- And most recently, contemporary marriage among young American-born blacks, Africans immigrants, and black Caribbean immigrants in the United States.
My research is in the sociology of the family and in the study of “intersectionality,” the study of how life is experienced as overlapping and intersecting social identities and oppressive social institutions. My second book, Marriage in Black: The Pursuit of Married Life among American-born and Immigrant Blacks, co-authored with Caitlin Cross-Barnet, was released in 2018 (Routledge). This book contemplates how contemporary young black couples (in their thirties) enter into and negotiate marital relationships, navigate marital conflict, and endure socio-structural challenges. One of several research objectives addressed is to better understand the nature of black marital egalitarianism, given a number of claims over the years of greater prevalence of egalitarianism among blacks as compared to other racial and ethnic groups. But most importantly, we reveal the everyday inner-workings of black marriage, rather than preoccupy on black divorce and non-marriage.
In 2007, I released Embracing Sisterhood: Class, Identity, and Contemporary Black Women (Rowman & Littlefield). With Michelle Obama’s new book, Becoming, this book has gotten new attention. In it I analyze how contemporary black women’s ideas of black womanhood and sisterhood merge with social class status to shape certain attachments and detachments among them. Similarities as well as variations in how black women of different social backgrounds perceive and live black womanhood are interpreted via my primary metaphor “embracing Oprah.” I find that the potential for a pervasive and polarizing “black step-sisterhood” is considerably undermined by the passion with which black women cling to the promises of cross-class, gender-ethnic “community” and of group determination. Embracing Sisterhood draws its analysis from in-depth interviews with 88 contemporary black women aged 18 to 89, covering issues associated with dimensions of gender-ethnic identity and consciousness.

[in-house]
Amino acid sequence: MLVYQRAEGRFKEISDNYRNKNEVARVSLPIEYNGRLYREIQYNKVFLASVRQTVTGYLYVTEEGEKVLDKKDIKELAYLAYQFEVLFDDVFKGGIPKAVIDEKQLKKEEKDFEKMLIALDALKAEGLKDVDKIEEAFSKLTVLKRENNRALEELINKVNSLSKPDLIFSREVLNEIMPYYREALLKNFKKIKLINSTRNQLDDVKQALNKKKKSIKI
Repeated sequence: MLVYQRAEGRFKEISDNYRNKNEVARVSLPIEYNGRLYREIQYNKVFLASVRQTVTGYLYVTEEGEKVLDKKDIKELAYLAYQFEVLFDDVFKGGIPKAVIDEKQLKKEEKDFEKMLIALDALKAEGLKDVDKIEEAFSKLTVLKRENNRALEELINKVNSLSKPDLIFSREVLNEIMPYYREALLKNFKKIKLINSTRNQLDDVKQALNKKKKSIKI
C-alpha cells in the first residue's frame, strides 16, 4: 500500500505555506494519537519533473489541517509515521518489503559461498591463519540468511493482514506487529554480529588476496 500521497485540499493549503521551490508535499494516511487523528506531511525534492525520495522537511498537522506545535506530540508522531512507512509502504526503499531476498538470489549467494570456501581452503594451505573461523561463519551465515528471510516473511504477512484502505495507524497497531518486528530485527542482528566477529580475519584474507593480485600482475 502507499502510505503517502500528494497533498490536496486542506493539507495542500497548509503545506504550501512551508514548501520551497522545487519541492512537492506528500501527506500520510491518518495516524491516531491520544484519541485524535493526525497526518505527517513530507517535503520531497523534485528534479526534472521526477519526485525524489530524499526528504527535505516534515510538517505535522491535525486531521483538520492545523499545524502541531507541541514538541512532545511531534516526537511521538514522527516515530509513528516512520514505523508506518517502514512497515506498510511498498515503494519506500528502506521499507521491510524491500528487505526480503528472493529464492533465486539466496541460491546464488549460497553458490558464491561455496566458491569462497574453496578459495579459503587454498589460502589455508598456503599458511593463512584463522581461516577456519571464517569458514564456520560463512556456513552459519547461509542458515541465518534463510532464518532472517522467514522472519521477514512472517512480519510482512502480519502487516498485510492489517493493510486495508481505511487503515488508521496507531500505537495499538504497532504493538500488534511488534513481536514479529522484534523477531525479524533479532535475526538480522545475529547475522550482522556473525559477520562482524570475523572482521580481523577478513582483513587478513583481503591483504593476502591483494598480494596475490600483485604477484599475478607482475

Since 2017, I have been crafting new research I’ve titled “Reparations for Black Bodies.” This project is an in-depth study of socio-political movements throughout the African Diaspora demanding reparations for atrocities inflicted on its people. While demand for reparations often call for the return of ancestral land or monetary payments, of late they have also included the removal of monuments in their cities and countries raised to honor those who led in these atrocities. This research is an historical-comparative project that covers the broad range of reparations activity across the Diaspora and uses the Atlantic Slave and the Namibian Genocide as case studies.